- Category: Archive 2015
- Hits: 572
- John Morrill
- Wood is better ?
Qomments in SEN 2081
From: Ross Jahnke
In the events we are familiar with/grew up with, when there was an engine
on the airplane we timed its run in seconds. If it had a rubber band inside
we weighed the rubber band separately from the model, if there was no
evidence of a propeller on the model, we looked for a towline and measured
how long it was. One simple measurement, one simple measuring device, no
Electric models including F1Q look and behave like gas models (but not
quite). As stated by David and Per, the motor in an F1Q is measured much
like rubber motor, (but not quite). And to measure the energy/run of an F1Q
requires two measuring devices followed by calculation. Everyone is flying
with a different rubber band and a different motor run, yet all are
Is it *really* hard to figure out the motor run for a particular F1Q
motor/battery combination? No. (Most of us will just ask the modeler how
long the motor run will be.)
Is it more difficult than every other free flight event? Yes.
Is it different than every other free flight event? Yes.
Has the perception of the complexity and clarity of F1Q parameters been
damaged by the many rule changes during its formative years? Yes.
Should we change the rules again? NO!
Will it take our community time to get used to measuring energy/run time
for F1Q? Yes.
Maybe a long time.
We don't like change.
Read the SEN archives for historical evidence of that last point
Good friend, John Morrill, lost his battle with cancer last night. He
was known in the modeling community for his Simplex line of products,
the Sidewinder and Simple Stooge and replica ignition engines, Hornet 19
to name a few.
I met John around 1990, he was working on a Wakefield front end for Ed
Dolby (then FAI Model Supply). They needed someone to try them out and I
lived in the area. John would come over to the house and he noticed I < /span>
had an old Logan lathe in my shop. I had just inherited it and I told
John I was going to learn how to use it to make Wake parts. John
proceeded to tune-up the lathe, got me going, and a great friendship began.
John’s profession was cinematography. You can see some of his credits on
IMBD. Some of his favorites are not there but as flyers you may remember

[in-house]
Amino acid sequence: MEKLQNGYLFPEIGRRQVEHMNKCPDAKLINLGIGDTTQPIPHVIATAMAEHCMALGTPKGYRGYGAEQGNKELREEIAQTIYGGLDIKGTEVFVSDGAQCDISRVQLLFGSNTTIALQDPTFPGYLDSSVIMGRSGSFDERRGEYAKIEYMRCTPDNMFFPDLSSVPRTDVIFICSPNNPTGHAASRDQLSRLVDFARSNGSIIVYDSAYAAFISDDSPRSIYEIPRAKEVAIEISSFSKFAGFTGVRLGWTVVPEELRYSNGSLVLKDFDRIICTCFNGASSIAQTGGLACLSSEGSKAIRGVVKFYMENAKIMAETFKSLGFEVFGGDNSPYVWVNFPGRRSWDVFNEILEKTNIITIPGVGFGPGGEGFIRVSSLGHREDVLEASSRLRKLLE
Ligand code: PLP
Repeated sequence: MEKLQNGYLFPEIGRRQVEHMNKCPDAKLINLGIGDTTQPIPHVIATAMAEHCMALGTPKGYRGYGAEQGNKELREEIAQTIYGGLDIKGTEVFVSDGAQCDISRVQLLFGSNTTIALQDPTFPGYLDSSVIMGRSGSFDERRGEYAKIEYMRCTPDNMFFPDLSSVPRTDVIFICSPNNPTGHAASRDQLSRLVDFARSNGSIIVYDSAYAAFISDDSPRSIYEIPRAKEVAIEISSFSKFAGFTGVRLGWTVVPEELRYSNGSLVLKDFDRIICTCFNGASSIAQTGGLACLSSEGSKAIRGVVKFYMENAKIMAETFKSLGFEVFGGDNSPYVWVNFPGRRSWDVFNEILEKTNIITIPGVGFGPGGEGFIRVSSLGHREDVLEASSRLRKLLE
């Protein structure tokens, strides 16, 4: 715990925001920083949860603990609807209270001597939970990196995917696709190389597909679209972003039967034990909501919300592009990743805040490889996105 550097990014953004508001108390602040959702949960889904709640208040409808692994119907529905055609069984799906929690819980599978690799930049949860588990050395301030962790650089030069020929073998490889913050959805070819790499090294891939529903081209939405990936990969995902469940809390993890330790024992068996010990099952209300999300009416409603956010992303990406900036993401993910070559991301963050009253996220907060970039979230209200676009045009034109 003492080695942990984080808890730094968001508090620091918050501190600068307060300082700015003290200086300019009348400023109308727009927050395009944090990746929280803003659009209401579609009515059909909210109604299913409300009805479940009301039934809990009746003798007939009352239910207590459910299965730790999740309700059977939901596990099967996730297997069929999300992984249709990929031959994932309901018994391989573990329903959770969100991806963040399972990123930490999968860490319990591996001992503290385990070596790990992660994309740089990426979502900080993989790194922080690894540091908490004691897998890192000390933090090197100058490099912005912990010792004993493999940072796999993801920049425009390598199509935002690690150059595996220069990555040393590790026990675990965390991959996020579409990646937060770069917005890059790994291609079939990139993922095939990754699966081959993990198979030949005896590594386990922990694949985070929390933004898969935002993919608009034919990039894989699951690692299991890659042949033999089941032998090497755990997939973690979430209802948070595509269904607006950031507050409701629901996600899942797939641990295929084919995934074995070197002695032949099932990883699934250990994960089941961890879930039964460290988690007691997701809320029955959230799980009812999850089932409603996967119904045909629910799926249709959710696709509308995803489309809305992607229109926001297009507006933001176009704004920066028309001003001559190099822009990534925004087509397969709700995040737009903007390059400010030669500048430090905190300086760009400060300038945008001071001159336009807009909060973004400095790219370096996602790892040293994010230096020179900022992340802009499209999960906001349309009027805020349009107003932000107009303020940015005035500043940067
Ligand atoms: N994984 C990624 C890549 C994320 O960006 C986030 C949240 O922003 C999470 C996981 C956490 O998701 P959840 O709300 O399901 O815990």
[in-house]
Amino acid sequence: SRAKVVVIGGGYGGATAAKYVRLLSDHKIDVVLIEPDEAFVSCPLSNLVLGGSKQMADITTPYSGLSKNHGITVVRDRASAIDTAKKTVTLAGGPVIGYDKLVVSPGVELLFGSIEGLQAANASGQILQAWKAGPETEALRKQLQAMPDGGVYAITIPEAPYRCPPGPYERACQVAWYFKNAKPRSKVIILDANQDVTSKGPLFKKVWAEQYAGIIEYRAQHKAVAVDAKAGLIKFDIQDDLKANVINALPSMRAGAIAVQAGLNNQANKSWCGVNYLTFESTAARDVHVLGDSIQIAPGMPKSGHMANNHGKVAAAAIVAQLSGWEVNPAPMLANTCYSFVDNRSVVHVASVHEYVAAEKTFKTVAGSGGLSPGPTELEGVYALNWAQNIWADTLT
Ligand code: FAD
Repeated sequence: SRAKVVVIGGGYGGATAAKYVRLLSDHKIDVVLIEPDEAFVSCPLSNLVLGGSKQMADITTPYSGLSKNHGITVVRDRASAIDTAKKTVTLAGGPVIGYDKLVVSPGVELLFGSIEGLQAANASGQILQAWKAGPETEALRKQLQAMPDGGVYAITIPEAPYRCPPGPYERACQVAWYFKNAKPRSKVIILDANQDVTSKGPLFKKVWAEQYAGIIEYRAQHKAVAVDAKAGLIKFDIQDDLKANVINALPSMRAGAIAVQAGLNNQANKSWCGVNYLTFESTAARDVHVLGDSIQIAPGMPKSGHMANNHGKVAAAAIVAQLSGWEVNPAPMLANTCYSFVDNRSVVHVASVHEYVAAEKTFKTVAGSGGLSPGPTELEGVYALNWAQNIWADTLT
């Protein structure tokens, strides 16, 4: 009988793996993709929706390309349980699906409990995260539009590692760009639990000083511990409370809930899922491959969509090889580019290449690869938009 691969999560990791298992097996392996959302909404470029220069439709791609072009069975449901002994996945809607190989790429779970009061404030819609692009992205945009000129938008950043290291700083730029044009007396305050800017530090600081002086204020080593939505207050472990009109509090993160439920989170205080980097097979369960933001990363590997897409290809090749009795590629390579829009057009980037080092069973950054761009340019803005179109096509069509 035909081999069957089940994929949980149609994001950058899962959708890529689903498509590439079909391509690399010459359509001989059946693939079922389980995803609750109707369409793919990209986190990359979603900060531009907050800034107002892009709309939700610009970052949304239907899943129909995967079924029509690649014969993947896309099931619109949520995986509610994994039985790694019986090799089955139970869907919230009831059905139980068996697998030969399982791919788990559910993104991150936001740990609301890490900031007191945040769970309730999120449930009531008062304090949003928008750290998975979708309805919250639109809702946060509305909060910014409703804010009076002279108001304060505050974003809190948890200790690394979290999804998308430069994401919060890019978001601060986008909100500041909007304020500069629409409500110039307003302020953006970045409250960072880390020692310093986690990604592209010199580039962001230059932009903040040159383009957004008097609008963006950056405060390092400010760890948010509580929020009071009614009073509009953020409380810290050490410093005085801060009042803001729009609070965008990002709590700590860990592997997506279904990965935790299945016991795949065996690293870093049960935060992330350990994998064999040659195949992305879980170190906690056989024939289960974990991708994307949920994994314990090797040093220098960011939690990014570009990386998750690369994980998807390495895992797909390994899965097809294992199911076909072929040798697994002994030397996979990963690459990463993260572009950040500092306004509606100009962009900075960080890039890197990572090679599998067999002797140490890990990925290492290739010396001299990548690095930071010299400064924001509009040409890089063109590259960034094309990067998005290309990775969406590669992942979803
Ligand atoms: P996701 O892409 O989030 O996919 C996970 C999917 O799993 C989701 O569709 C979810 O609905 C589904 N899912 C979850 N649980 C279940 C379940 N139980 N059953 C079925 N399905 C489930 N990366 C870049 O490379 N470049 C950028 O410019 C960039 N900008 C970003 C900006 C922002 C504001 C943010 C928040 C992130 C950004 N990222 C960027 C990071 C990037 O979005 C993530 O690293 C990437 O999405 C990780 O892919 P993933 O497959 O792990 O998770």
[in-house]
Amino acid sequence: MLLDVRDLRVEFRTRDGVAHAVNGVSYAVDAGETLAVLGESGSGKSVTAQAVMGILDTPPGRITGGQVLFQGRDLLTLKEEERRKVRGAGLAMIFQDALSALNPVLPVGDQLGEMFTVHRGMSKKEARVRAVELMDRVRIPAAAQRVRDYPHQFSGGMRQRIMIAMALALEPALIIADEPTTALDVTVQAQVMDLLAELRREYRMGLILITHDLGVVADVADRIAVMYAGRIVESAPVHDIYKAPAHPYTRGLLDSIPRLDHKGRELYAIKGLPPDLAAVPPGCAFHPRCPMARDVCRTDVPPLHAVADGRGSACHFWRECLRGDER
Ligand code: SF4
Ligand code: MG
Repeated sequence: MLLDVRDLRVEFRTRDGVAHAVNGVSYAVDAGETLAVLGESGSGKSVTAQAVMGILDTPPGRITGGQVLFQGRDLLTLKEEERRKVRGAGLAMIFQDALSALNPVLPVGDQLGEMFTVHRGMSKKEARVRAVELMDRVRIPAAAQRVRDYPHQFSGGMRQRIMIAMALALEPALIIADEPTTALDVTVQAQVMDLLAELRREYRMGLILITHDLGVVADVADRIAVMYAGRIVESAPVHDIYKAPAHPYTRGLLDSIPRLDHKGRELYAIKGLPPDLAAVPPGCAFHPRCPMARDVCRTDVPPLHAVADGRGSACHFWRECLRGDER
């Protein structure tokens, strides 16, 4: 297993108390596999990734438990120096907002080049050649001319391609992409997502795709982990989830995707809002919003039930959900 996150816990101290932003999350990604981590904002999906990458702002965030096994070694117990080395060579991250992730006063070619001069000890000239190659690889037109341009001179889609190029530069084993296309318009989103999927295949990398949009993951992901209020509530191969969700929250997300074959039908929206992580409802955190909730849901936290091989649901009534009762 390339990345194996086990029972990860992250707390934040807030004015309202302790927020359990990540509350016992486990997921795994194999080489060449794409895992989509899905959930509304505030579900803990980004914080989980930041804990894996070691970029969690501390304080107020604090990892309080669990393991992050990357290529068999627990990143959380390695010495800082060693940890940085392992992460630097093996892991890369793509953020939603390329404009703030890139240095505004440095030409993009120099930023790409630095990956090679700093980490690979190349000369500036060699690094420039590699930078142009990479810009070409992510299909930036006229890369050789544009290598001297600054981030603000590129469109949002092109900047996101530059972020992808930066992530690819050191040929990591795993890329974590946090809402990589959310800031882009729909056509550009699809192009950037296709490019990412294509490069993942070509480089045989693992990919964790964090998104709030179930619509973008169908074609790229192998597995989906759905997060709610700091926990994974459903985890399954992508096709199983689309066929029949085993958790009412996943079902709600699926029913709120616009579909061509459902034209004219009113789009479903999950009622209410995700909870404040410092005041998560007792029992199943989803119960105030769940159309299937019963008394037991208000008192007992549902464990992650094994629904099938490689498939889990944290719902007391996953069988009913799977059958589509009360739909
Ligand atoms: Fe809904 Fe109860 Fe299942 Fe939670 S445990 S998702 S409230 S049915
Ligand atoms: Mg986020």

seeing them. Boy Who Flew With Condors, a Disney feature about a kid
learning to fly a sailplane. John cut the canopy of a 232 in half to
make a camera mount. Flying in the nose of the Tall-Mantz B-25 to shoot
Craig Breedlove’s land speed record attempts, lots of great stories.
When I met John, he was teaching at USC Film School.
Simplex model products was out of his home/shop. It was not for making a
living, but a way to fund his next project or to buy more equipment. He
enjoyed the research and development of a new project. A good example
was the Zephyr air motor. He was determined to make a better air motor.
Did the R&D, built prototypes, taught a friend how use his equipment,
and let him manufacture them as his own.
John lived alone. His home/shop is a storefront in old El Segundo and he
literally had an open door policy. People would walk in, wondering what
the shop was about. Various animals came to visit, some stayed. John
drew the line on the recent family of skunks, they had to go. John tells
of F1A fliers, Jim Parker and Tom Coussens walking in on a lunch break,
wondering why a guy was still drawing on a drafting board with pencil
I’ll miss John, I enjoyed hanging out at his place. Always good
conversation, could be on books, music, movies, food or the latest project.
Wood is the way - SEN 2081
From: Douglas Galbreath
I like DeLoach's idea plus all balsa construction. If carbon structures are involved there will be few beginners.
..... what does that mean no carbon ... read a complicated wrangle on the NFFS site about what's permitted for the golden days of 1/2 A gas event . Also people want to use old f1B wings for Q ....